All gifts will be doubled for the JL 50th renovation and operations matching grants!

To follow along with the CedarS summer metaphysical theme, Mrs. Eddy’s hymns, let’s take a brief look at “Feed My Sheep” The entire hymn is one with a tone of great humility as the petitioner (pray-er) is seeking help and guidance from the Great Shepherd. The petitioner or sheep realizes of course that the Shepherd always cares for his sheep, no matter what. We might ask “Who is the Shepherd?” Most obviously, we understand the Shepherd to be God.
In the first verse, there is a covenant between the Shepherd and the sheep. As the sheep asks the ‘show how’ questions, it makes the promises to listen and to follow. A wonderful sense of trust and love is established between the Shepherd and his dear sheep. The “how tos” are very important in order and need. ‘How to go’ – total guidance request – not on level easy ground, but on the hillside, ‘steep’. ‘How to gather, how to sow!’ The order is wrong in an agricultural sense! What is the implication of the order? That we can trust the complete need is met before we ask. Why would the sheep ask how to feed itself? It should know! Don’t we have here the prayer seeking care for ourselves and others without worry or fear as to our supply, whether for food, housing, peace, happiness, etc.? There is no competition!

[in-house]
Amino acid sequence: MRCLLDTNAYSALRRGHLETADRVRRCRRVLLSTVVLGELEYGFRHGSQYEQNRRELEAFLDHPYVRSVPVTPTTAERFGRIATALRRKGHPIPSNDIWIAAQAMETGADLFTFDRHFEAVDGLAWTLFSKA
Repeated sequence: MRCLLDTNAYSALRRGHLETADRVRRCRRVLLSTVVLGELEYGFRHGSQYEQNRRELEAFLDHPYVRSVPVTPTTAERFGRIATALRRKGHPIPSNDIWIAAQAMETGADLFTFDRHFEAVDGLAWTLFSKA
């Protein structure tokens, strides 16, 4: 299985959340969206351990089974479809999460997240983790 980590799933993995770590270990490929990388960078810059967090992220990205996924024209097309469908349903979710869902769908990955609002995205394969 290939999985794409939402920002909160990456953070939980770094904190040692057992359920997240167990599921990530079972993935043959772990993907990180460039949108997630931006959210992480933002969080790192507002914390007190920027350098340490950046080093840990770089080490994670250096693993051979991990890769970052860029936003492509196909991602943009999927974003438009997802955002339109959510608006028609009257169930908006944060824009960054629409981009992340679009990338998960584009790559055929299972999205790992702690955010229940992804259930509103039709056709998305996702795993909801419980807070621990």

“Okay, Shepherd, show me those things, I promise to listen and follow. I’ll listen even though I might get lost either by not paying close attention or carried away by selfish desires. The way may get rough, but I’ll rejoice anyway. Why? Because the gathering has already been completed.”

In the second verse, we see the cleansing process that will lift us out of our mortal mode: bind will, wound callousness, still self-righteousness, wake up, stupid! Even if we seem to indulge in these erroneous concepts, we’ll still enter by the door. There is nothing real or tangible in the conditions referred to. They’re mental! God know us. Did He create man less than perfect? No, no, no!

No matter how ‘dark and cold’ it gets – dark in sadness, discouragement, whatever – we are safe. Why should triumph be a problem? Tears are easy to understand, but triumph? Sometimes when we do things very well, don’t we have the tendency to become proud or boastful? Our Shepherd takes care of that boastful sense by reminding us of who we are as He leads, holds, feeds, heals and finally washes us clean. Note too, that by the end of the hymn, the solitary ‘I’ in the first verse becomes ‘us’ in the third verse. We are clean!

Of course there is more to this hymn, but for now …..

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